Your Guide to I Bonds: Understanding the basics and navigating your investment.

Steve Lear |

By Michael Fishman

For over a decade, I bonds have been unpopular and widely unknown to common investors. When inflation was low, there was little incentive to invest in an I bond, but, that all changed last year. With inflation rapidly rising and increasing volatility in the stock and bond markets, millions of Americans rushed into purchasing inflation-protected I bonds.

The I bond interest rate rose to 9.62% last year, the highest yield since the bond debuted in 1998. That rate has since come down to 4.3% as inflation has eased.

I Bond Rates from May 2018 to May 2023

Like the millions of Americans who purchased I bonds, many of our clients also took advantage of the high rates. Now that the rates have come down, you might be wondering what to do now.

What is an I bond?

An I bond is short for an inflation-indexed Series I savings bond. These bonds are designed for inflation protection. There are two components to the interest rate on an I bond:

  1. The fixed rate
    • This stays the same for the life of the bond. As inflation changes, the fixed rate remains set.
  2. The inflation rate
    • This rate is measured by the Consumer Price Index for all Urban Consumers and is adjusted every six months.

Are I bonds still worth holding?

I bonds continue to remain a safe investment, as they are backed by the U.S. government. However, it is important to consider whether tying up your money in this type of investment is worthwhile. An I bond requires that you hold it for a full year to collect the interest earned in that first year. And, in order to earn all possible interest, you must hold the investment for five years. If you cash in before the five-year mark, you’ll lose the most recent three months of interest.

As the Federal Reserve continues to raise interest rates to tamper inflation, there are several alternative, safe, and liquid options available to people who have excess cash looking to earn a higher interest rate. This includes shorter-term U.S. Treasury Bills like 90-day U.S. Treasury Bills, which are earning 5.25% as of August 4, 2023, and are likely to continue to rise until the Fed declares a pause on rate increases. 6 Month Treasury Bills are also earning about 5.24% as of August 4, 2023. Money market funds, while earning a little less than the government T-Bills, also continue to earn about 5.17% as of August 4, 2023. All of these options are higher than the I Bond’s current 4.3% rate.

The bottom line: If you are holding an I bond, please reach out to your advisor. There may be an opportunity to forgo a bit of interest on the I bond for a higher yield in an alternative investment.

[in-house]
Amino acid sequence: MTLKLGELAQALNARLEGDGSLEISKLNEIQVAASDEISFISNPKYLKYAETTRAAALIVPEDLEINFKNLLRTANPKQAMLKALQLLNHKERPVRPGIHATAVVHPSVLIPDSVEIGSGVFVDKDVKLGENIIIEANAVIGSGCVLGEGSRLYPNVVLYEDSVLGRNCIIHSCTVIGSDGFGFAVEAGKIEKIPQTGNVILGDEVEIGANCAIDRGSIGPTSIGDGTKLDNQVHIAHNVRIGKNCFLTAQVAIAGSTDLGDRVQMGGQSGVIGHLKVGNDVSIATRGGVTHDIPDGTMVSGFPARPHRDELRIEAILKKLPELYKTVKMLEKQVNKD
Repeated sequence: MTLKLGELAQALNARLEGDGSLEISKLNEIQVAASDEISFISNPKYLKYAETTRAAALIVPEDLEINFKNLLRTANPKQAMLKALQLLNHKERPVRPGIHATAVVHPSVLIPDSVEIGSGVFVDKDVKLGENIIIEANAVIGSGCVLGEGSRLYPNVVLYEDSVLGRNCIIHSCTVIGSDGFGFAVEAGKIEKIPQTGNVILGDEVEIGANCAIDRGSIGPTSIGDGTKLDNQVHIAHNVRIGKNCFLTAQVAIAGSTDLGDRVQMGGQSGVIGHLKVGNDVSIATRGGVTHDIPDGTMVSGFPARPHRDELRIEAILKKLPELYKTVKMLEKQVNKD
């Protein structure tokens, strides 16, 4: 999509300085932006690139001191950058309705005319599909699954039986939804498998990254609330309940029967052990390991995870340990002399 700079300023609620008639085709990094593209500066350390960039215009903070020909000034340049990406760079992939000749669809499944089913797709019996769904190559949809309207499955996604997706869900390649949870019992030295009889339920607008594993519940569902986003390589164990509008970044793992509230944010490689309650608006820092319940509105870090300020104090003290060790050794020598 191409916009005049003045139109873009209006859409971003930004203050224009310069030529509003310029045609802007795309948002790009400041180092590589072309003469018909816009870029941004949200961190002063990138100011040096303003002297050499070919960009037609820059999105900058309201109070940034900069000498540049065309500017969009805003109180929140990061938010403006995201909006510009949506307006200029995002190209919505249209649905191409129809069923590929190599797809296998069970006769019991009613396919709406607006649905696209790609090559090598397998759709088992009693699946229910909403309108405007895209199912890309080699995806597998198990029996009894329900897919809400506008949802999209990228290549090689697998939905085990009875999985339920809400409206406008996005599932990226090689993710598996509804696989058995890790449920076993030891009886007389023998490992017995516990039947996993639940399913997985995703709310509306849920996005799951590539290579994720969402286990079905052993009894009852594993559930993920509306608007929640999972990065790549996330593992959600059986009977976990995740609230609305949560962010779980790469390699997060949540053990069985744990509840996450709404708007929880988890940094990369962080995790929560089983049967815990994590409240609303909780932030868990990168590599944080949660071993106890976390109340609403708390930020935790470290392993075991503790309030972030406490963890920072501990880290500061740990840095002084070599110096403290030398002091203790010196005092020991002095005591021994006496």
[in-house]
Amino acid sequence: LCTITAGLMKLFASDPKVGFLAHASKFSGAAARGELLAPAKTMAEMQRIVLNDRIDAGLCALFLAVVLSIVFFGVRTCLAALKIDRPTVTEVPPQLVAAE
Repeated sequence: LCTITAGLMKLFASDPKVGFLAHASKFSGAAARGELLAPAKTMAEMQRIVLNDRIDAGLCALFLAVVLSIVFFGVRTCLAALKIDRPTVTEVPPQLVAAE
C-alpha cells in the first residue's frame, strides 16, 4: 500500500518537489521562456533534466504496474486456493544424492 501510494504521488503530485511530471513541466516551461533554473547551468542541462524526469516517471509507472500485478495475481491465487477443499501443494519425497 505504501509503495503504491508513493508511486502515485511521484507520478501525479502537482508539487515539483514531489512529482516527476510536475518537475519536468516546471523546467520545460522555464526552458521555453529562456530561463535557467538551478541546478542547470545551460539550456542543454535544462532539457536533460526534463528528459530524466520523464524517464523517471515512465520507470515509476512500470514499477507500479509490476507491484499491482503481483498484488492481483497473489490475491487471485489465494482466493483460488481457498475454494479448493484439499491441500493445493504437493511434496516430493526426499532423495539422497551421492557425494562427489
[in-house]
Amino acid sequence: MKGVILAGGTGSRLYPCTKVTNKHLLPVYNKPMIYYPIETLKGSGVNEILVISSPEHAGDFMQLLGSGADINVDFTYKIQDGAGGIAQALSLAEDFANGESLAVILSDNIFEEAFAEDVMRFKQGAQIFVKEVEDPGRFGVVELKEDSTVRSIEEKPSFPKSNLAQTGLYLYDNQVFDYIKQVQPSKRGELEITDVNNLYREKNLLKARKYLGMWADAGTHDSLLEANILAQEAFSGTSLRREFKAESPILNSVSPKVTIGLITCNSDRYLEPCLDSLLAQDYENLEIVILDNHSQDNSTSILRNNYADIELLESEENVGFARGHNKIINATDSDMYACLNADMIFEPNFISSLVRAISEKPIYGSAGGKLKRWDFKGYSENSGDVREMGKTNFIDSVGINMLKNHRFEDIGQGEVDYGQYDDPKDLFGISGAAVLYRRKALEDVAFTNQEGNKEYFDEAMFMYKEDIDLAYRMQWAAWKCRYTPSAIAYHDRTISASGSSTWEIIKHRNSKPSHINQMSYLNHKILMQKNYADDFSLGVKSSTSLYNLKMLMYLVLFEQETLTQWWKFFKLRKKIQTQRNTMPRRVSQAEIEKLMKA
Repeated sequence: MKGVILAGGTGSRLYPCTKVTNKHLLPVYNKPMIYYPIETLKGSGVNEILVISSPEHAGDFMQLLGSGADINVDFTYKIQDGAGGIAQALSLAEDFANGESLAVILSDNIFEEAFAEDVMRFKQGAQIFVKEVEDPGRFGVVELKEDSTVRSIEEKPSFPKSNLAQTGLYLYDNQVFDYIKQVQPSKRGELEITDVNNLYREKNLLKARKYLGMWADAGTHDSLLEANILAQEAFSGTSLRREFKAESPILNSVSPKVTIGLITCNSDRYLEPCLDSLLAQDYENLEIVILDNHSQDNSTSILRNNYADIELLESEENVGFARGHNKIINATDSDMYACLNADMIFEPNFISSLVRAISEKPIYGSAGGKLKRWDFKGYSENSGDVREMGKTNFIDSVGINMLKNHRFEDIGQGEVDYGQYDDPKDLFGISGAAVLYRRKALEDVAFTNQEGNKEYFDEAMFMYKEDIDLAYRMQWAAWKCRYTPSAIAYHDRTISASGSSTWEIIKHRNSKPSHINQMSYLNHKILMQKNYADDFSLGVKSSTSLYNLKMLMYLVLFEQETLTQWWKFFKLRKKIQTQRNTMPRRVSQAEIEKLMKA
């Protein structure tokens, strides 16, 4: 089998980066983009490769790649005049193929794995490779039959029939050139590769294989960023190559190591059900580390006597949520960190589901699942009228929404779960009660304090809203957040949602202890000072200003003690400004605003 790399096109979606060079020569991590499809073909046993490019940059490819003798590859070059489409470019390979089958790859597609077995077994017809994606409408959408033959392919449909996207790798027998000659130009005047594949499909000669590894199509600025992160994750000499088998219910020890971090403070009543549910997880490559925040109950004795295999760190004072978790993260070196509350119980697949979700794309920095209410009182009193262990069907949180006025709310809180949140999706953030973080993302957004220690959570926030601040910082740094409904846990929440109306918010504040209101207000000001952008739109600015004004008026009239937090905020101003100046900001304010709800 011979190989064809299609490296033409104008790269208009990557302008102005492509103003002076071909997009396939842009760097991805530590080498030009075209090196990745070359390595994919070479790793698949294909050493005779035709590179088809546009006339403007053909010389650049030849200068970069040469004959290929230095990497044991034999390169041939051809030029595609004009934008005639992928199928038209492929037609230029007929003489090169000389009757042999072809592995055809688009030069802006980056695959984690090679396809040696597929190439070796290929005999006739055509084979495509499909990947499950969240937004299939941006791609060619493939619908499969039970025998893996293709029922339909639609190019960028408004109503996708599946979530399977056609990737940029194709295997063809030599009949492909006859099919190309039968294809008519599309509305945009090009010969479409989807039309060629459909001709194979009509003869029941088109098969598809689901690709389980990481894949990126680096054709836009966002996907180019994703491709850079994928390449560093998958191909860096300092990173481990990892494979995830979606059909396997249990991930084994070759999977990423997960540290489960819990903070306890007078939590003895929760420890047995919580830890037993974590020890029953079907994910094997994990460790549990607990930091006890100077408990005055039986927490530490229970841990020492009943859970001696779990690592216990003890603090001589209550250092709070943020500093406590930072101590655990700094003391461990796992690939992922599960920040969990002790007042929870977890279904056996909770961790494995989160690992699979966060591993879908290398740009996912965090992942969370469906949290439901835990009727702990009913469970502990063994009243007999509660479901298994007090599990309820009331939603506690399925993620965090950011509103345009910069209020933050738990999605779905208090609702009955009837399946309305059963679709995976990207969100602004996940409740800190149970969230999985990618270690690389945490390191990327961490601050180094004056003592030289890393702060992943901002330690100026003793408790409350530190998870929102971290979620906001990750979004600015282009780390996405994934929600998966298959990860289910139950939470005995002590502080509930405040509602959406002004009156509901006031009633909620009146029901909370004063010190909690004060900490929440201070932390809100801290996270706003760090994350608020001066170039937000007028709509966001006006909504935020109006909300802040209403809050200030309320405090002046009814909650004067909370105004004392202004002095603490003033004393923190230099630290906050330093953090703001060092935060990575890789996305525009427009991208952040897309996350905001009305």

Information contained in this blog post is believed to be factual and up-to-date, but we do not guarantee its accuracy. It should not be regarded as a complete analysis of the subjects discussed. All expressions of opinion reflect the judgment of the authors on the date of publication and are subject to change. Charts do not represent the performance of Affiance Financial or any of its advisory clients.

Content should not be viewed as personalized investment advice or as an offer to buy or sell, or a solicitation of any offer to buy or sell any of the securities discussed. Tax information provided is general in nature and should not be construed as legal or tax advice. Always consult an attorney or tax professional regarding your specific legal or tax situation. Affiance Financial is not engaged in the practice of law or accounting.

Past performance may not be indicative of future results. All investment strategies have the potential for profit or loss. Different types of investments involve higher and lower levels of risk. There is no guarantee that a specific investment or strategy will be suitable or profitable for an investor’s portfolio. There are no assurances that an investor’s portfolio will match or exceed any particular benchmark.

The actual rate of interest for an I bond is a combination of the fixed rate and the inflation rate. The combined rate can, and does change every 6 months. Because inflation can go up or down, there can be deflation (the opposite of inflation). Deflation can bring the combined rate down below the fixed rate.

Affiance Financial is registered as an investment adviser and only conducts business in states where it is properly registered or is excluded from registration requirements. Registration as an investment adviser is not an endorsement of the firm by securities regulators and does not mean the adviser has achieved a specific level of skill or ability.

Advisory services offered through Affiance Financial, a Registered Investment Adviser. Securities and advisory services offered by Registered Representatives and Investment Advisor Representatives through Private Client Services. Member FINRA, SIPC. Affiance Financial and Private Client Services are unaffiliated entities.